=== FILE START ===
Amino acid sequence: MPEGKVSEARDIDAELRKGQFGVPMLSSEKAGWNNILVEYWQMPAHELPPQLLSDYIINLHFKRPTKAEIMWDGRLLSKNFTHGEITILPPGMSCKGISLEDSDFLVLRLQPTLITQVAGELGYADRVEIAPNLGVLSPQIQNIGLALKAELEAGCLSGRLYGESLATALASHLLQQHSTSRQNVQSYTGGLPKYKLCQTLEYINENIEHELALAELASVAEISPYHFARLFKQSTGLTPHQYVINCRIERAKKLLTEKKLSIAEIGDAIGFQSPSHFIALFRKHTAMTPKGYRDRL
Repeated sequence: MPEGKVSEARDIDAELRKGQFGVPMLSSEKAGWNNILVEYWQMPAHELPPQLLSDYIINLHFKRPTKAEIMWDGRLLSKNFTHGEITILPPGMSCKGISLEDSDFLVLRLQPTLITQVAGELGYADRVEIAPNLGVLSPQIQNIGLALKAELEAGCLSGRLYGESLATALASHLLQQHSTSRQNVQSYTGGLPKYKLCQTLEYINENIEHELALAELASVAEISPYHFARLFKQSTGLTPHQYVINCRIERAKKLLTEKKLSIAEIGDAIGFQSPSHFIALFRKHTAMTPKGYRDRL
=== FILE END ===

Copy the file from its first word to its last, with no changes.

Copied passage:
Amino acid sequence: MPEGKVSEARDIDAELRKGQFGVPMLSSEKAGWNNILVEYWQMPAHELPPQLLSDYIINLHFKRPTKAEIMWDGRLLSKNFTHGEITILPPGMSCKGISLEDSDFLVLRLQPTLITQVAGELGYADRVEIAPNLGVLSPQIQNIGLALKAELEAGCLSGRLYGESLATALASHLLQQHSTSRQNVQSYTGGLPKYKLCQTLEYINENIEHELALAELASVAEISPYHFARLFKQSTGLTPHQYVINCRIERAKKLLTEKKLSIAEIGDAIGFQSPSHFIALFRKHTAMTPKGYRDRL
Repeated sequence: MPEGKVSEARDIDAELRKGQFGVPMLSSEKAGWNNILVEYWQMPAHELPPQLLSDYIINLHFKRPTKAEIMWDGRLLSKNFTHGEITILPPGMSCKGISLEDSDFLVLRLQPTLITQVAGELGYADRVEIAPNLGVLSPQIQNIGLALKAELEAGCLSGRLYGESLATALASHLLQQHSTSRQNVQSYTGGLPKYKLCQTLEYINENIEHELALAELASVAEISPYHFARLFKQSTGLTPHQYVINCRIERAKKLLTEKKLSIAEIGDAIGFQSPSHFIALFRKHTAMTPKGYRDRL